UN: West and Central Africa Need Investment, Contingency Planning

By Nico Colombant
16 October 2006
Rains have been better than in previous years in West and Central Africa, meaning food shortages in the coming months will be lessened. But as the region marks World Food Day, U.N experts say more private investment is needed in agriculture, as well as better contingency planning. Conflict areas also still pose a problem.


U.N. officials say hunger kills more than AIDS, malaria and tuberculosis combined.

They also say the world produces enough food to provide everyone in the world with at least 2,700 calories a day, enough to be healthy. 

This year, an official for the Rome-based Food and Agriculture Organization, Michael Wales, says increased attention should be put on increasing private investment in local agriculture.

He said, "Normally, when talking about investments, everyone thinks about official development, that is the World Bank, the bilateral donors, USAID, and so on, whereas if you look at all the figures you see that clearly these official development assistance figures are really rather small."

Wales says African governments must also help in making sure more focus is given to the private sector, rather than repeating programs of the past, or just saying they will develop the private sector and never actually doing it efficiently.

"In quite a lot of countries, there has been a long history of state control, even state production . And, they are reluctant to give up all these things and to allow the private sector to have its own initiative to promote entrepreneurship to facilitate access to credit for example. All these things are very long and very difficult to encourage and yet this is the only way that private sector investment will be able to take off," he said.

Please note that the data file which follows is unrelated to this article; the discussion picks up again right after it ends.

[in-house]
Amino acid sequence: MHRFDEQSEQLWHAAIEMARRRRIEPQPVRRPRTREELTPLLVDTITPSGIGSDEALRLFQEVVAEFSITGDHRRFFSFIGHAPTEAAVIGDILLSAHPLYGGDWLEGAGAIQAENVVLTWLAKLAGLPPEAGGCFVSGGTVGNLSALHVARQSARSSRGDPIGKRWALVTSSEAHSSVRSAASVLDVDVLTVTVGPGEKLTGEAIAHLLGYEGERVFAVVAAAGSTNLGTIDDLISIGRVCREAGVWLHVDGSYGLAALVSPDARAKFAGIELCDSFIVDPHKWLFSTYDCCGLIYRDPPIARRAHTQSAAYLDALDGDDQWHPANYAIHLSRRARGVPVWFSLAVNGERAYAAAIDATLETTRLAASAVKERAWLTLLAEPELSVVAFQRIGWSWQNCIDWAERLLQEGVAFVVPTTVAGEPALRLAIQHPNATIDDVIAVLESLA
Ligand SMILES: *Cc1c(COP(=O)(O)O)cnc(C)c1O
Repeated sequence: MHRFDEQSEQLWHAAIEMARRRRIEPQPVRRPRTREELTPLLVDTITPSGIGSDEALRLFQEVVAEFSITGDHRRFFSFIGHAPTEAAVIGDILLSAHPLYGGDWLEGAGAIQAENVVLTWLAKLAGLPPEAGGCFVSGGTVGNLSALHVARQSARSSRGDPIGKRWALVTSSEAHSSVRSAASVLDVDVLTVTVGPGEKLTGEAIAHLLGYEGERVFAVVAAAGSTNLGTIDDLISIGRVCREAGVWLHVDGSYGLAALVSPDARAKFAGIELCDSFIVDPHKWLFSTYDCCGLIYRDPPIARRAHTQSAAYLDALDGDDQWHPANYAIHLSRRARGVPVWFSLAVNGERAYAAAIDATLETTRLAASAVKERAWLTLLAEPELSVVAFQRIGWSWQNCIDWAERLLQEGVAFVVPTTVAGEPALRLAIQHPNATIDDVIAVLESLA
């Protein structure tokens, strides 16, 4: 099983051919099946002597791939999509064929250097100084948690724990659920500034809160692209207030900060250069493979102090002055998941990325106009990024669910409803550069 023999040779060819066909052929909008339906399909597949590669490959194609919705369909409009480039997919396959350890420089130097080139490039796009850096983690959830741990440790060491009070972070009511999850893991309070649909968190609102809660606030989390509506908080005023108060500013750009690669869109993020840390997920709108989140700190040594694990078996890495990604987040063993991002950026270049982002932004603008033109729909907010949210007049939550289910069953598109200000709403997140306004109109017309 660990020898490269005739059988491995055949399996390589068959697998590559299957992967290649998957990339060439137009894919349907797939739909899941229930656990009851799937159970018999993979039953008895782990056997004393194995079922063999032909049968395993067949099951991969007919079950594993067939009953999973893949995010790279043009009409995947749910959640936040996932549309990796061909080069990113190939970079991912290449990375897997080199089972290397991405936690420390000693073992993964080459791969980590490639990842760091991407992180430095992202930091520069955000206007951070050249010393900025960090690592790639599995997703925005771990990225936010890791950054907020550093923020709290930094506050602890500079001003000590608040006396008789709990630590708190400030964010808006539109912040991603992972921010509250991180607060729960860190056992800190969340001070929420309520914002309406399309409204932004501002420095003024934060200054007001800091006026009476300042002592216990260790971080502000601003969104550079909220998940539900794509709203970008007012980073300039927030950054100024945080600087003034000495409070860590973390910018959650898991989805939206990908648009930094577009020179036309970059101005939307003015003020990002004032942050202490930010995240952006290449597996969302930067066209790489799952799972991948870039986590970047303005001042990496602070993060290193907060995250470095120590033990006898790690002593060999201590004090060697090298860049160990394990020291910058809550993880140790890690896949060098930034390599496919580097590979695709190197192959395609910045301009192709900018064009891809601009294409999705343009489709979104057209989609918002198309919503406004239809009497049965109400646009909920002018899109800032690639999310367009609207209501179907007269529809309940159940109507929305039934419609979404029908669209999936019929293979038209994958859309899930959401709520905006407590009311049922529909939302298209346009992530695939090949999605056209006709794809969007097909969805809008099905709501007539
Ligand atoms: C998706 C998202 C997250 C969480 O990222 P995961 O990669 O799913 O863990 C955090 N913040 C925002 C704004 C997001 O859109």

In terms of emergency situations, an official with the World Food Program, Paul Ares, says better local preparedness is crucial. Poor rains in 2004 and 2005 led to food shortages, leaving certain countries, like Niger, much worse off than others. 

He said, "What we may have learned from the crisis in Niger is that had there been better management of stockpiles, better management of a contingency plan, when that drought did hit, maybe a lot more people would have been less affected. Other countries in West Africa who did manage their contingency stocks or did have some were able to cope better than other countries."

In the region, the World Food Program is examining the situation in northwestern Central African Republic where a state of lawlessness and the presence of rebels is leading to recurrent movements of population, as well as apparent food shortages.

The U.N. body recently rolled out nearly 600 tons of food to isolated parts of the southeastern Democratic Republic of Congo to help more than 200,000 people get food aid there in a region also wracked by violence.